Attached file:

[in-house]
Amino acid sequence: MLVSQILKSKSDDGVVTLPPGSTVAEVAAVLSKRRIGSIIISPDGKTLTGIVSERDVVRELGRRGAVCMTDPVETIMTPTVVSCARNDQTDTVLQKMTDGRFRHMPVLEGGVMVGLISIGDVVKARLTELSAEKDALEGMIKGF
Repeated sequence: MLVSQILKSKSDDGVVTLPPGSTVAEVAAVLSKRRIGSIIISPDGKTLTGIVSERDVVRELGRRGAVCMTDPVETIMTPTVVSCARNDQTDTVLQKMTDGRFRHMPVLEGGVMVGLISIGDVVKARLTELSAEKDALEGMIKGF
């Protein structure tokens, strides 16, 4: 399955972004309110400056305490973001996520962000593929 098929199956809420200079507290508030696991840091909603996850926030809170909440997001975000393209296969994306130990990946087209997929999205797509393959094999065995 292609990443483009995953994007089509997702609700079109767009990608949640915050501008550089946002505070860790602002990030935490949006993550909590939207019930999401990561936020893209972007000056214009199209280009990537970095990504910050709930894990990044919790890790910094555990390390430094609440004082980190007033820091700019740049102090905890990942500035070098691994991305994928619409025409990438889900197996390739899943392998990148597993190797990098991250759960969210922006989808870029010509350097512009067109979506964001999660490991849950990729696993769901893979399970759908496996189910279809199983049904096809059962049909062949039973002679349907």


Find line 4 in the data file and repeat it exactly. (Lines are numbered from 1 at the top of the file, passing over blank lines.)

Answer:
């Protein structure tokens, strides 16, 4: 399955972004309110400056305490973001996520962000593929 098929199956809420200079507290508030696991840091909603996850926030809170909440997001975000393209296969994306130990990946087209997929999205797509393959094999065995 292609990443483009995953994007089509997702609700079109767009990608949640915050501008550089946002505070860790602002990030935490949006993550909590939207019930999401990561936020893209972007000056214009199209280009990537970095990504910050709930894990990044919790890790910094555990390390430094609440004082980190007033820091700019740049102090905890990942500035070098691994991305994928619409025409990438889900197996390739899943392998990148597993190797990098991250759960969210922006989808870029010509350097512009067109979506964001999660490991849950990729696993769901893979399970759908496996189910279809199983049904096809059962049909062949039973002679349907």